Constipation, diarrhea, malodorous stools, foul breath, weight gain or the inability to gain weight are just a few characteristics that can be associated with autism. Wouldn’t you be a little irritated if you went in to see your physician for symptoms of constipation and instead of reviewing what foods you were eating and your level of physical activity he said “that is typical for woman who are middle aged, and going through menopause”. This scenario is exactly what happens when many parents look to their medical professionals for guidance in dealing with their children who have autism. The list of symptoms above is real and viable reasons for parents and professionals to consider dietary intervention. The most commonly referred to diet relating to autism is a gluten and casein free diet. In the beginning years it was thought to be strictly anecdotal or merely wishful thinking on the part of the parent. There is no one size fits all but, many parents and professionals have found that when considering dietary intervention a gluten and casein free diet provides a reasonable place to start.? Medical professionals at prestigious universities and hospitals across the country have documented digestive abnormalities in the population of individuals with autism. These findings include an increase in inflammatory markers in the intestinal biopsies, a decrease or absences of digestive enzymes that are needed to break down foods eaten in order to provide nutrients for an array of biochemical processes in the body as well as providing the calories needs for energy production. The University of Maryland, Massachusetts General Children’s Hospital and Harvard are just a few entities who have produced supportive and relevant findings regarding digestive abnormalities and autism.
Variability’s in Behaviors and Physical Manifestations
Any parent will tell you that autism is anything but static. Many children with autism continuously experience peaks and valleys in areas of behavior, sleep patterns, ability to acquire and retain information they learned through specialized teaching and therapies. These inconsistencies have prompted many researchers to look for factors that are variable in the children’s daily lives. These factors include foods eaten and chemicals the child has come in contact with. Dr. Martha Herbert is one of the leading neurologists who are now looking at autism from the whole-body perspective. For years the medical model of autism has been based on the brain being the primary point on research and was looked to as being up stream in causation for the characteristics and symptoms of autism. Innovative research by Dr. Herbert and other medical researchers are now looking at the role that the immune system and environmental genomics play in effecting the brain in a down stream model. Immune dysfunction and regulation as well as mitochondrial disorders have been found to be positively supported with a variety of nutritional supplements. This provides additional reasoning that dietary intake of specific foods and nutritional supplements can impact medical conditions that have physical and behavioral characteristics.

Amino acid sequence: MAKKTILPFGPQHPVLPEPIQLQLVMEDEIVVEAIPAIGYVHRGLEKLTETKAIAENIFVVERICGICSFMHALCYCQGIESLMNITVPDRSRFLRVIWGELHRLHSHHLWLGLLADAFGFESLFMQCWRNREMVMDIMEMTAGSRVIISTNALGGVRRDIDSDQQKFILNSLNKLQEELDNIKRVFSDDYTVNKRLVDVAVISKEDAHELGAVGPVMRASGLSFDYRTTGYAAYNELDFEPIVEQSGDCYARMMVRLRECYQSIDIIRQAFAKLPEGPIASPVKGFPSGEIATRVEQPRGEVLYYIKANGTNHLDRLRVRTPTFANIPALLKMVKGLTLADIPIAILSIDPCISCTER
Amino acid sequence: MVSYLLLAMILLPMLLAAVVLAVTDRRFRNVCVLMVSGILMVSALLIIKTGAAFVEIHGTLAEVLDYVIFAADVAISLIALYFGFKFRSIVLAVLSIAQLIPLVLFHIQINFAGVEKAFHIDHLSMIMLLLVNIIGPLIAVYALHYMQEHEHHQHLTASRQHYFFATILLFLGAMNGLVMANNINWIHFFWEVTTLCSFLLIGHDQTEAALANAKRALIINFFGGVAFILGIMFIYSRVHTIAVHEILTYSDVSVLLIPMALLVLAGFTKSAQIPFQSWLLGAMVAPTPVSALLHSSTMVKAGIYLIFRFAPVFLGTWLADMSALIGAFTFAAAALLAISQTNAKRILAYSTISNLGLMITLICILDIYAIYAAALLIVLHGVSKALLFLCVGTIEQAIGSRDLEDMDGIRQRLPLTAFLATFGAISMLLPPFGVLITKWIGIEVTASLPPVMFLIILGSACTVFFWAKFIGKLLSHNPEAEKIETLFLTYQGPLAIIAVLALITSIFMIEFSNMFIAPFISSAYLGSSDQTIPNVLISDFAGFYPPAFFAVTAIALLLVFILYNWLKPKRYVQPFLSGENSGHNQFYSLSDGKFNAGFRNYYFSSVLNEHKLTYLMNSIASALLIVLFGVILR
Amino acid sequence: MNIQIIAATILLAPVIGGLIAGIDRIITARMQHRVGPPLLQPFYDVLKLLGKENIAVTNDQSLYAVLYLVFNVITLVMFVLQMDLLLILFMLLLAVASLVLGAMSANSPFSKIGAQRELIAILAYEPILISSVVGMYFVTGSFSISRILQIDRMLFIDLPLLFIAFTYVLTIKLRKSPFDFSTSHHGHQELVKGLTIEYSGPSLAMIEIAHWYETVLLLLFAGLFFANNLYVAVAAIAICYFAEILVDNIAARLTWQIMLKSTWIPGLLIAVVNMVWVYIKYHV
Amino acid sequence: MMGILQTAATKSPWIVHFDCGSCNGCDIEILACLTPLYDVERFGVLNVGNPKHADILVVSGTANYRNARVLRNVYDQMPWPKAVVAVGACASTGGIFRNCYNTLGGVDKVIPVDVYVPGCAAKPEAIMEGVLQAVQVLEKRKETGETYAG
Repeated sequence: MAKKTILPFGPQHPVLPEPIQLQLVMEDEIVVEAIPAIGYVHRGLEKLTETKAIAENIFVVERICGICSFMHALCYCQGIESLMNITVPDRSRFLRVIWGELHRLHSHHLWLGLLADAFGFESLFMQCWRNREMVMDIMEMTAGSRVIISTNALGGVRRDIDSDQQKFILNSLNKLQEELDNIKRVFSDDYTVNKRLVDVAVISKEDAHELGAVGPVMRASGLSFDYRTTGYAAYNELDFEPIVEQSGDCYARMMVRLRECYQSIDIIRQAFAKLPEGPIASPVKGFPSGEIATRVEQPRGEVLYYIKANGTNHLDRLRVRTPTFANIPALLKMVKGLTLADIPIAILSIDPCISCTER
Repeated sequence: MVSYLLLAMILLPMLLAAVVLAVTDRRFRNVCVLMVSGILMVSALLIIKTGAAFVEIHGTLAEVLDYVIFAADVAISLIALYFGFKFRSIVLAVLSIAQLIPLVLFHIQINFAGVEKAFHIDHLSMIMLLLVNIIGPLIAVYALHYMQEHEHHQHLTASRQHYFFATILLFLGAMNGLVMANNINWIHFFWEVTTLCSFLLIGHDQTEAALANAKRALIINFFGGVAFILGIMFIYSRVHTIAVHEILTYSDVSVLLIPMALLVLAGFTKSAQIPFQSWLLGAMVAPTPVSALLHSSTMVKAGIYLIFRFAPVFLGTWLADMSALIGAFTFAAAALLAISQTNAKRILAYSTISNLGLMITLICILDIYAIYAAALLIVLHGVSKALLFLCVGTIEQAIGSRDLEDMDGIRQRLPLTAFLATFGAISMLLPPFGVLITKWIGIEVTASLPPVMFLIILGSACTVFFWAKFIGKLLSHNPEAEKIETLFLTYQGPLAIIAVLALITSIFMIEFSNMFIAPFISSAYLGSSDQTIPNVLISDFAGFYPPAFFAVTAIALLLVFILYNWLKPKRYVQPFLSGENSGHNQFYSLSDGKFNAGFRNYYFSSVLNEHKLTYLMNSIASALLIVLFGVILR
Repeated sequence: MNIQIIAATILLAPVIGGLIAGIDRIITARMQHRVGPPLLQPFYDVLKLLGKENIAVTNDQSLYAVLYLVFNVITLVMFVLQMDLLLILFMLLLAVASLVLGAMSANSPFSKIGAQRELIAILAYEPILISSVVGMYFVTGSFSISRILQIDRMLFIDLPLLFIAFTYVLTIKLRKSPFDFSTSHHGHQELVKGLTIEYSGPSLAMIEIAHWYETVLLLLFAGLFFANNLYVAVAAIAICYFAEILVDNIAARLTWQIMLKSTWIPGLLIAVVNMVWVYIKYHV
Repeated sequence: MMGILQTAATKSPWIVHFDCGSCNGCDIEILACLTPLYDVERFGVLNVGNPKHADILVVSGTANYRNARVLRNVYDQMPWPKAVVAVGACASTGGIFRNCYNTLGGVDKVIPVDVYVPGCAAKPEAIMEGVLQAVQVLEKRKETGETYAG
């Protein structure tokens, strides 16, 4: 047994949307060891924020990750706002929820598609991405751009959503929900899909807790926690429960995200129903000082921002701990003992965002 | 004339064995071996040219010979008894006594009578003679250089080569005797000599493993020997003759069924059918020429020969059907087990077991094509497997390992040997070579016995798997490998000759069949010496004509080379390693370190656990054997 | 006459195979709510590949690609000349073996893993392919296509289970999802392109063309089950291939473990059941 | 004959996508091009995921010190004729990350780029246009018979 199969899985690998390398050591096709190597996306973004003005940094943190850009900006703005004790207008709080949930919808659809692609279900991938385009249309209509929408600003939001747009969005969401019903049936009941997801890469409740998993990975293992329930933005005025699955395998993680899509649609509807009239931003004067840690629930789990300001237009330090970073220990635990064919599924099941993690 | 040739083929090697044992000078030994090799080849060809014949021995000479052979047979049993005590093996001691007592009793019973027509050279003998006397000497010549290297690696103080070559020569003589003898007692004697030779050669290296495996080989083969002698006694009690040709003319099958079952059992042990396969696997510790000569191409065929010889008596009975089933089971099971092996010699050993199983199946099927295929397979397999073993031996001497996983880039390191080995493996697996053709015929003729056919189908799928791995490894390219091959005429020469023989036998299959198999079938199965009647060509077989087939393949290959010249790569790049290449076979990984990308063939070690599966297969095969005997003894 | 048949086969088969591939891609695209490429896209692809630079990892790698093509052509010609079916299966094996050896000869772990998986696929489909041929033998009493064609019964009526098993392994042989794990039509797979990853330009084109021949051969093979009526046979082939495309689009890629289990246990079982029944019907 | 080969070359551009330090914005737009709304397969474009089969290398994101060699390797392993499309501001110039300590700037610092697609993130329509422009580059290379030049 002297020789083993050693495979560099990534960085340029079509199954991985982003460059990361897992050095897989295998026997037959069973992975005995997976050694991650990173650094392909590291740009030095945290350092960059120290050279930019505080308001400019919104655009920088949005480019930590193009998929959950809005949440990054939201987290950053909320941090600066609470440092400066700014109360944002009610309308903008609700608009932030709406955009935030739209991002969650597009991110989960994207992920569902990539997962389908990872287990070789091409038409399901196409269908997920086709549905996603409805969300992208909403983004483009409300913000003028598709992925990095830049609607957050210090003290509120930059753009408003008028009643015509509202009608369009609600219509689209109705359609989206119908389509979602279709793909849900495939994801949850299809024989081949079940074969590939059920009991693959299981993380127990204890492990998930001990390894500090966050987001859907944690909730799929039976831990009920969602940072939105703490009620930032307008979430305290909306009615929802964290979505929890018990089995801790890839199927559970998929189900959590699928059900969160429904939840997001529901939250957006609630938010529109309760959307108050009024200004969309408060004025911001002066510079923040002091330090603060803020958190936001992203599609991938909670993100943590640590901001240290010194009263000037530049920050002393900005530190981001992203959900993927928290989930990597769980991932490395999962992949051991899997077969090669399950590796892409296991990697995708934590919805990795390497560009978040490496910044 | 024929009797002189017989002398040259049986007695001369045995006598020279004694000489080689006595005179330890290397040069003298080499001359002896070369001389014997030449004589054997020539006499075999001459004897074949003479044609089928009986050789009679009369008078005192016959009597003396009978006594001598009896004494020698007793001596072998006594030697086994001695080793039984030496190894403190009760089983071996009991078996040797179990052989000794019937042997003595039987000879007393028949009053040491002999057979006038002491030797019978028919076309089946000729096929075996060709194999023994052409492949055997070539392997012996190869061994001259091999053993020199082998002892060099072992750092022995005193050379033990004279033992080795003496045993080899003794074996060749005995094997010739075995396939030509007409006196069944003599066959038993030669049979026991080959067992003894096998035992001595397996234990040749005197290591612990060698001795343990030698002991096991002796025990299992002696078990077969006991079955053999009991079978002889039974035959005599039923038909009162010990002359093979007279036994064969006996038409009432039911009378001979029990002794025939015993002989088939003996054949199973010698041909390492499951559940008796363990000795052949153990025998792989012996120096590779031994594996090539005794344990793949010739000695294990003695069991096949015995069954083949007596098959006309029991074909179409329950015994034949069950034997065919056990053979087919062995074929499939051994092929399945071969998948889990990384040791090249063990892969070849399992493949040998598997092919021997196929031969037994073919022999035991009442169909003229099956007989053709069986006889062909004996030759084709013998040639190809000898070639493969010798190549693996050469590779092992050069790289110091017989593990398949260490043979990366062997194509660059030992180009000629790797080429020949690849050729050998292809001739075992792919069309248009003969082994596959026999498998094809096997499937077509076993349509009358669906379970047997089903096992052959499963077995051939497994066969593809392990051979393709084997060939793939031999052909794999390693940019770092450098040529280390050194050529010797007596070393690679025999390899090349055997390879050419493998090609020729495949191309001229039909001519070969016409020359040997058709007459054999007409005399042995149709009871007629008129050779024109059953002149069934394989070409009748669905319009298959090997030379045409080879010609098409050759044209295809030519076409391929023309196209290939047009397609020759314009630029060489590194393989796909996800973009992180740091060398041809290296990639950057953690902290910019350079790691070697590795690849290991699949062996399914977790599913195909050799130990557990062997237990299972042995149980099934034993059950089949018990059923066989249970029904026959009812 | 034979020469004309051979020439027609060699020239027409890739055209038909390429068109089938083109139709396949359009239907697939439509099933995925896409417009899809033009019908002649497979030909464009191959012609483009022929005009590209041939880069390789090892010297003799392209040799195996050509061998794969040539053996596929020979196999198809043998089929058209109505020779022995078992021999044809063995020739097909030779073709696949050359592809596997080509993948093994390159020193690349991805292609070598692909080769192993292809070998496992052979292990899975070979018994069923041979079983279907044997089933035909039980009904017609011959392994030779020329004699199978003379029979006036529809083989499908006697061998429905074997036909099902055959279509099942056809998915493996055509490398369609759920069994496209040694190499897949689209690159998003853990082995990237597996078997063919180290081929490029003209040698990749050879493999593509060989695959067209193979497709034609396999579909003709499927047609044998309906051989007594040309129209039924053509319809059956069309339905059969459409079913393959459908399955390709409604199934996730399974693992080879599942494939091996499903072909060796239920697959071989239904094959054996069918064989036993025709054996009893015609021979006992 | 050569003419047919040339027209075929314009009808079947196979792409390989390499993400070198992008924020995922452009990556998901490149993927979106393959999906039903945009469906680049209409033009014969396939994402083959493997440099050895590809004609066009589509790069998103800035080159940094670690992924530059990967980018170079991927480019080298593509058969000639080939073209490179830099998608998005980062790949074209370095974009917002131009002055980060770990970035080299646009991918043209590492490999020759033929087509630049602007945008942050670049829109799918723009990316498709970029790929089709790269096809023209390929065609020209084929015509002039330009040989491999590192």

Additional research is needed to better understand the mechanism of action that diet and nutrition plays in individuals with autism spectrum disorders .What is known is that there does appear to be a subset of individuals who clearly respond to dietary and nutritional modifications. If something as noninvasive as changing the sources of proteins, fats and carbohydrates can positively impact the quality of life and functioning of an individual with autism and their family it is absolutely worth considering. There is a wealth of information relating to autism, diet, nutritional supplementation that can be found in research articles as well as by the universities who continue to research autism spectrum disorders. Below are just a few journal articles and power points that further explain findings related to autism and the gastrointestinal tract.
GI Issues in Autism 2007
Separating the Gluten from the Chaff
Timothy Buie MD Harvard Medical School
Collaborative Conference on Autism Spectrum Disorders
Cincinnati OH October19, 2007
University of Maryland Medical Center Doctors Find First Clear Link Between Autism and Gastrointestinal Disorder
Karoly Horvath, M.D., Ph.D